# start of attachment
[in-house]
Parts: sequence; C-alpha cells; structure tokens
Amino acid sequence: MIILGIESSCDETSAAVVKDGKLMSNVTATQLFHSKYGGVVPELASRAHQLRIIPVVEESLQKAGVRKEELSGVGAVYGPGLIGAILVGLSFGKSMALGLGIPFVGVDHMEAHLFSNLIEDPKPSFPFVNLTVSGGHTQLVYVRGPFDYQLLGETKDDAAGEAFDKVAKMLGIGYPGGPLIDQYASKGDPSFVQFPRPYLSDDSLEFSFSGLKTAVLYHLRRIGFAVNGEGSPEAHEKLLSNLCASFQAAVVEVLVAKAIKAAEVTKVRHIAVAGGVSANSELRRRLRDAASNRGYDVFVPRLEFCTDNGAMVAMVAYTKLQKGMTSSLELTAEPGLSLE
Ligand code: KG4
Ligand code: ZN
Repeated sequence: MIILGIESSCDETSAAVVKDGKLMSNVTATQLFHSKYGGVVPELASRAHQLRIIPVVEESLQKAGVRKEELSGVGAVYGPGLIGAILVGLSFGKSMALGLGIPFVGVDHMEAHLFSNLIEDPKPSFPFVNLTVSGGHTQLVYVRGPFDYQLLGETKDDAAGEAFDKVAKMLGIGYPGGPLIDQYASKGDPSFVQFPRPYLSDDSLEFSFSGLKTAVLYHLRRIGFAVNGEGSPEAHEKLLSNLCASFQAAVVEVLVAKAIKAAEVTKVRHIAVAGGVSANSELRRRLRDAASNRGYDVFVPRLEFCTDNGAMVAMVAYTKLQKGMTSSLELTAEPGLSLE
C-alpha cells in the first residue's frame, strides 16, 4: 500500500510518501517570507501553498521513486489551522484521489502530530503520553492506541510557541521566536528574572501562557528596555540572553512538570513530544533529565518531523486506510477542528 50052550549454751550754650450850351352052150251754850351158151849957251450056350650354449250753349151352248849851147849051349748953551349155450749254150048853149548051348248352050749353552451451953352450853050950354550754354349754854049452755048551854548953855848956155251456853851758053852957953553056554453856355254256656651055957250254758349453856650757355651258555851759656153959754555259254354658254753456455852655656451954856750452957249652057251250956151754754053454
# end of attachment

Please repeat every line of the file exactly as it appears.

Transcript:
[in-house]
Parts: sequence; C-alpha cells; structure tokens
Amino acid sequence: MIILGIESSCDETSAAVVKDGKLMSNVTATQLFHSKYGGVVPELASRAHQLRIIPVVEESLQKAGVRKEELSGVGAVYGPGLIGAILVGLSFGKSMALGLGIPFVGVDHMEAHLFSNLIEDPKPSFPFVNLTVSGGHTQLVYVRGPFDYQLLGETKDDAAGEAFDKVAKMLGIGYPGGPLIDQYASKGDPSFVQFPRPYLSDDSLEFSFSGLKTAVLYHLRRIGFAVNGEGSPEAHEKLLSNLCASFQAAVVEVLVAKAIKAAEVTKVRHIAVAGGVSANSELRRRLRDAASNRGYDVFVPRLEFCTDNGAMVAMVAYTKLQKGMTSSLELTAEPGLSLE
Ligand code: KG4
Ligand code: ZN
Repeated sequence: MIILGIESSCDETSAAVVKDGKLMSNVTATQLFHSKYGGVVPELASRAHQLRIIPVVEESLQKAGVRKEELSGVGAVYGPGLIGAILVGLSFGKSMALGLGIPFVGVDHMEAHLFSNLIEDPKPSFPFVNLTVSGGHTQLVYVRGPFDYQLLGETKDDAAGEAFDKVAKMLGIGYPGGPLIDQYASKGDPSFVQFPRPYLSDDSLEFSFSGLKTAVLYHLRRIGFAVNGEGSPEAHEKLLSNLCASFQAAVVEVLVAKAIKAAEVTKVRHIAVAGGVSANSELRRRLRDAASNRGYDVFVPRLEFCTDNGAMVAMVAYTKLQKGMTSSLELTAEPGLSLE
C-alpha cells in the first residue's frame, strides 16, 4: 500500500510518501517570507501553498521513486489551522484521489502530530503520553492506541510557541521566536528574572501562557528596555540572553512538570513530544533529565518531523486506510477542528 50052550549454751550754650450850351352052150251754850351158151849957251450056350650354449250753349151352248849851147849051349748953551349155450749254150048853149548051348248352050749353552451451953352450853050950354550754354349754854049452755048551854548953855848956155251456853851758053852957953553056554453856355254256656651055957250254758349453856650757355651258555851759656153959754555259254354658254753456455852655656451954856750452957249652057251250956151754754053454